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Francesco Solimena (Naples 1657-1747)
Property from a Private Collection
Francesco Solimena (Naples 1657-1747)

Abraham and Melchizedek above a roundel of Fortitude

Francesco Solimena (Naples 1657-1747)
Abraham and Melchizedek above a roundel of Fortitude
oil on canvas
21 5/8 x 42 ½ in. (54.8 x 107.9 cm.)
with Colnaghi, London, by 1958.
Professor Michael Jaffé, and by descent to the present owners.
F. Bologna, Francesco Solimena, Naples, 1958, pp. 82 and 256, fig. 110.
M.A. Pavone, 'Gli ultimi studi su Angelico Solimena', Archeologia e arte in Campania, Salerno, 1993, p. 271.
M.A. Pavone, Pittori napoletani della prima metà del Settecenta. Dal documento all'opera, Naples, 2008, p. 53.
S. Carotenuto, Francesco Solimena. Dall'attività giovanile agli anni della maturità, Rome, 2015, pp. 208-209, fig. 5.14.
N. Spinosa, Francesco Solimena (1657-1747) e le Arti a Napoli, Rome, 2018, p. 494, no. 230.
London, Royal Academy of Arts, Italian Art and Britain, 2 January - 6 March 1960, no. 372.
Cambridge, Fitzwilliam Museum, on loan until 2019.

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Henry Pettifer
Henry Pettifer

Lot Essay

This exquisite canvas is dated by Nicola Spinosa to the late 1680s. It is closely related to the decoration for the soprarchi that Solimena completed in 1697-8 in the church of the Girolamini in Naples, at the entrance to both transepts. Above the left-hand arch is Abraham and Melchizedek, closely related to the picture under discussion, and above the right, Moses and David in armour. Although Ferdinando Bologna had dated these frescoes to 1720-30, Spinosa moves them, in his recent catalogue, to rather earlier in Solimena’s career when the influence of Giordano and Pietro da Cortona is still felt, placing them at the same moment he completed the canvases, also soprarchi, for the side chapels in the church of the Santi Apostoli (Spinosa, op. cit., no. 122).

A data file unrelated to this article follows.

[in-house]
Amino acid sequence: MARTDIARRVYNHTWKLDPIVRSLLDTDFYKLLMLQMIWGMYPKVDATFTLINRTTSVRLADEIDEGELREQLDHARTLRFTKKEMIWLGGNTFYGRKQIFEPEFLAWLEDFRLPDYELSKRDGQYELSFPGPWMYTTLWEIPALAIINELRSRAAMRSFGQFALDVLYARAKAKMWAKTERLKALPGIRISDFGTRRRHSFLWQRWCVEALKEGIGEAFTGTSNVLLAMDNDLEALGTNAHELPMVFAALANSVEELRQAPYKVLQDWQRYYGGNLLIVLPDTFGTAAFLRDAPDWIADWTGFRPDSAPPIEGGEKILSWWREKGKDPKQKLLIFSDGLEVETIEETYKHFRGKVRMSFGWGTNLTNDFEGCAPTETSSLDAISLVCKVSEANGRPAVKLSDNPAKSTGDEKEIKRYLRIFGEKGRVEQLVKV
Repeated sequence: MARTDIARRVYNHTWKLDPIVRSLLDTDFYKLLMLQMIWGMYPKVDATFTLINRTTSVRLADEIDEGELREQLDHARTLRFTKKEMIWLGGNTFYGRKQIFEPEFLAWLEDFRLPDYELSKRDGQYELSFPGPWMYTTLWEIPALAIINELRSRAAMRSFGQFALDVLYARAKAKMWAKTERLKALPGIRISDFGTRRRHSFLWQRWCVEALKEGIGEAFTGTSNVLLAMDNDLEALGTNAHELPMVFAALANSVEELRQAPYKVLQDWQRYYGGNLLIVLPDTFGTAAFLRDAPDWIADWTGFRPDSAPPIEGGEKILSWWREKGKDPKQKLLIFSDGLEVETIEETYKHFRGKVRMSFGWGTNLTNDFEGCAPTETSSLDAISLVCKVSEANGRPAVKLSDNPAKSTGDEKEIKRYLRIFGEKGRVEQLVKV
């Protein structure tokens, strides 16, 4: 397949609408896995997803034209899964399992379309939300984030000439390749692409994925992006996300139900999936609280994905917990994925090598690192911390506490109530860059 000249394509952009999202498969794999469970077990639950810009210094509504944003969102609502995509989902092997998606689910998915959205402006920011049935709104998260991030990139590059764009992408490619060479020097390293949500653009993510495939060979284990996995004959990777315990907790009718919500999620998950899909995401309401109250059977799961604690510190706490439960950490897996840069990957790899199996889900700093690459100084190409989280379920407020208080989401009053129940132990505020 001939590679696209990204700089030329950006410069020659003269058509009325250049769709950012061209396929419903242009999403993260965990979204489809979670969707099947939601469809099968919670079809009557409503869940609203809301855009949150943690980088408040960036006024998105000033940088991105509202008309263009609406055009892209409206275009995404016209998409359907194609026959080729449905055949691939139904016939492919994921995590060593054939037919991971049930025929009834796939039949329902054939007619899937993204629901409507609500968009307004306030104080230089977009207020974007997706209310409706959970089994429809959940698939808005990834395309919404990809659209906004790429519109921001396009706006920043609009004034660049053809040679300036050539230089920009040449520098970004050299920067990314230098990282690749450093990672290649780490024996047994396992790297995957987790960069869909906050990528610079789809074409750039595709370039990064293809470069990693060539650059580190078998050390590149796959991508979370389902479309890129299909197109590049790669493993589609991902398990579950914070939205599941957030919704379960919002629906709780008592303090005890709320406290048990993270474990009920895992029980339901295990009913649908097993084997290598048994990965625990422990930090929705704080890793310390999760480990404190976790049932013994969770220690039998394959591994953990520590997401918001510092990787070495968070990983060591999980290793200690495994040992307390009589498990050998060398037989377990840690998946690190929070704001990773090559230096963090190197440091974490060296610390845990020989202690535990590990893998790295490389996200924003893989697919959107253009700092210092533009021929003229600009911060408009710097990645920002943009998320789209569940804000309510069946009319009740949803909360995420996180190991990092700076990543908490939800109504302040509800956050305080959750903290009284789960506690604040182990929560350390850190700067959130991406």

The story of Abraham and Melchizedek is told in Genesis 14, in the aftermath of the Battle of the Vale of Siddim. Abraham waged war against Chedorlaomer, the King of Sodom, emerging victorious and freeing his nephew, Lot, who had been taken prisoner. Melchizedek, King of Salem, whose name means ‘king of righteousness’, blessed Abraham after the battle, and received a tenth of the plunder. The mysterious figure of Melchizedek has been the focus of much interpretation, his role being understood as a precursor to, or identifiable with, Christ.

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